Canadian beekeeper must face trial for Nazi crimes – rights activists
One of the most wanted alleged Nazi criminals recently found living quietly in Canada - 91-year-old Vladimir Katriuk - must face trial, says Alla Gerber, the head of the Russian fund Holocaust.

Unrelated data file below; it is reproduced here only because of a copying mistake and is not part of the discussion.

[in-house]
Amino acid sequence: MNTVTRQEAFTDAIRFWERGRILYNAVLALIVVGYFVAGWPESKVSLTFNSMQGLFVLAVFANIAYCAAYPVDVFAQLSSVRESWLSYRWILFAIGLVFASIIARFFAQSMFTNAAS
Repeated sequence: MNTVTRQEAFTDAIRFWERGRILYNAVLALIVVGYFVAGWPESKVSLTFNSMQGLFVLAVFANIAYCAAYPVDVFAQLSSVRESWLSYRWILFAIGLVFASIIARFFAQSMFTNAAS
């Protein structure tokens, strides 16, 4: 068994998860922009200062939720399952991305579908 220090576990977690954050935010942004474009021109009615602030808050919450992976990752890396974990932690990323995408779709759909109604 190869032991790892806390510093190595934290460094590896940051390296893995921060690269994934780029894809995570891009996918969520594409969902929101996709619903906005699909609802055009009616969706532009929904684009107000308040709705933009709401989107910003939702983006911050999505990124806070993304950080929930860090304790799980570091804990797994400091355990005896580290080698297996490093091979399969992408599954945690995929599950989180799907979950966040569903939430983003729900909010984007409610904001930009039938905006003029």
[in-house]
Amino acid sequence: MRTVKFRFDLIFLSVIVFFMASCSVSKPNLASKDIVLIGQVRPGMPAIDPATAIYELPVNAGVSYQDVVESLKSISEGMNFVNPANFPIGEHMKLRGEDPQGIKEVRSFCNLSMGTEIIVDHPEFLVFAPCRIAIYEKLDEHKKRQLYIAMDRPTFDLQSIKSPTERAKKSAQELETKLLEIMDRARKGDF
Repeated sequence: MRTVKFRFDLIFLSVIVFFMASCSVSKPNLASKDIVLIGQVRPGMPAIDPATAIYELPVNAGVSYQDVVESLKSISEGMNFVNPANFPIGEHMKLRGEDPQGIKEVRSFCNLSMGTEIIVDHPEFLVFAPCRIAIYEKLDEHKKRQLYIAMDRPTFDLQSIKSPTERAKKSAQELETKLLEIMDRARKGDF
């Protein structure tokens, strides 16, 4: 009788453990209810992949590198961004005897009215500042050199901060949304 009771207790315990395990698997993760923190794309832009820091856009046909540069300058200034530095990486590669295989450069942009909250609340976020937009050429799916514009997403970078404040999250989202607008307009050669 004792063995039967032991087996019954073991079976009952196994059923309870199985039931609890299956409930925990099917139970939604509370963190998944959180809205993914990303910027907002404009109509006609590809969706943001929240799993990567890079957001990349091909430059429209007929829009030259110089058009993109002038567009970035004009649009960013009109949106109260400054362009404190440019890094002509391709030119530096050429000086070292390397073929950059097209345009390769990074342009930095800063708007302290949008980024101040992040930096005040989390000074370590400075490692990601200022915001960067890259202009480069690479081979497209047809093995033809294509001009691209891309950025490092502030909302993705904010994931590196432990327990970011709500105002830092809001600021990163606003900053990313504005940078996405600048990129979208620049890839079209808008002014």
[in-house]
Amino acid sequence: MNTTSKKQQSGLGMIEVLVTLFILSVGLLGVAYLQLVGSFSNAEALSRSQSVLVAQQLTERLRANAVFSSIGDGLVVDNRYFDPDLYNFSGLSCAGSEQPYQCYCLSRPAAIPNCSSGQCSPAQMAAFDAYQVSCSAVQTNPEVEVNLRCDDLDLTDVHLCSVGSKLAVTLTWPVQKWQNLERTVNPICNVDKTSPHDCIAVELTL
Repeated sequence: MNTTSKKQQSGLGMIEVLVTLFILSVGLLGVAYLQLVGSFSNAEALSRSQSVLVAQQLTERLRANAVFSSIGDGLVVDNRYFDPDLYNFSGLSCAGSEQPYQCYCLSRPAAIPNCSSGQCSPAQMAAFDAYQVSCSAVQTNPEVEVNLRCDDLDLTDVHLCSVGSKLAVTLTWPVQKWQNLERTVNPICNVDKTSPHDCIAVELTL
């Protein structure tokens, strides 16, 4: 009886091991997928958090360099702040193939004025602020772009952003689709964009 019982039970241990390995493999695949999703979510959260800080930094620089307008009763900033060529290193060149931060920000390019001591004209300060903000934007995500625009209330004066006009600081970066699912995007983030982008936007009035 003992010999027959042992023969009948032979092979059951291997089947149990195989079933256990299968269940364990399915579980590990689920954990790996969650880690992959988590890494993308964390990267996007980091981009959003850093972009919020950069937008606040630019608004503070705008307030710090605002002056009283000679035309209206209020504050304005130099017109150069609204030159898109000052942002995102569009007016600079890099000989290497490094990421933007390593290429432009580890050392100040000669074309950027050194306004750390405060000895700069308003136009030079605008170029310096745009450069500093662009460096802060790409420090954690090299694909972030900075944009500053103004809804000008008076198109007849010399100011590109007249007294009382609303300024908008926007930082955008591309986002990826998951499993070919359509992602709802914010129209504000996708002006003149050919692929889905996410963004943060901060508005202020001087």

Earlier this week, Canadian media reported that Ukrainian-born Katriuk was found living with his wife on a small farm, keeping bees and selling honey in rural Québec, not far from Montreal. The man was ranked fourth on the list of top-10 suspected Nazi criminals by the Simon Wiesenthal Center. The move followed a new study – based partly on Soviet declassified documents – alleging that Katriuk was an active participant in a massacre in the Belarusian village of Khatyn during the WW2. The paper states that on March 22, 1943, villagers of the German occupied village were herded into a barn which was then set on fire. Katriuk “reportedly sat behind the stationary machine gun, firing rounds at anyone attempting to escape the flames,” Canada’s ‘National Post’ cited. Jewish rights activists urged Ottawa to reopen the case against Katriuk and strip him of Canadian citizenship. The alleged Nazi criminal emigrated to Canada from Ukraine in 1951. In 1999, the Federal Court ruled Katriuk had been a Nazi collaborator in the past, but found there was no evidence he had participated in atrocities. In 2007, the Cabinet decided not to revoke his citizenship.As the old story takes a new twist, the Canadian government reportedly promised to re-examine the case. Katriuk denies any involvement in war crimes.Russia’s Alla Gerber recalled that Simon Wiesenthal, an Austrian Holocaust survivor who spent his life hunting Nazi war criminals, said shortly before his death in 2005 that he “did not want” to continue his search any longer. “But this one (Katriuk) was found. So there must be trial,” she told Interfax. Memorial, one of leading Russian rights organizations, agrees, saying that crimes against humanity have no period of limitation and if Katriuk is really guilty of shooting civilians, he must face court, despite his advanced age. “I hope a court in Europe, where he would most likely be extradited, would sentence him. Such examples are important for humanity,” said Memorial head, Arseny Roginsky.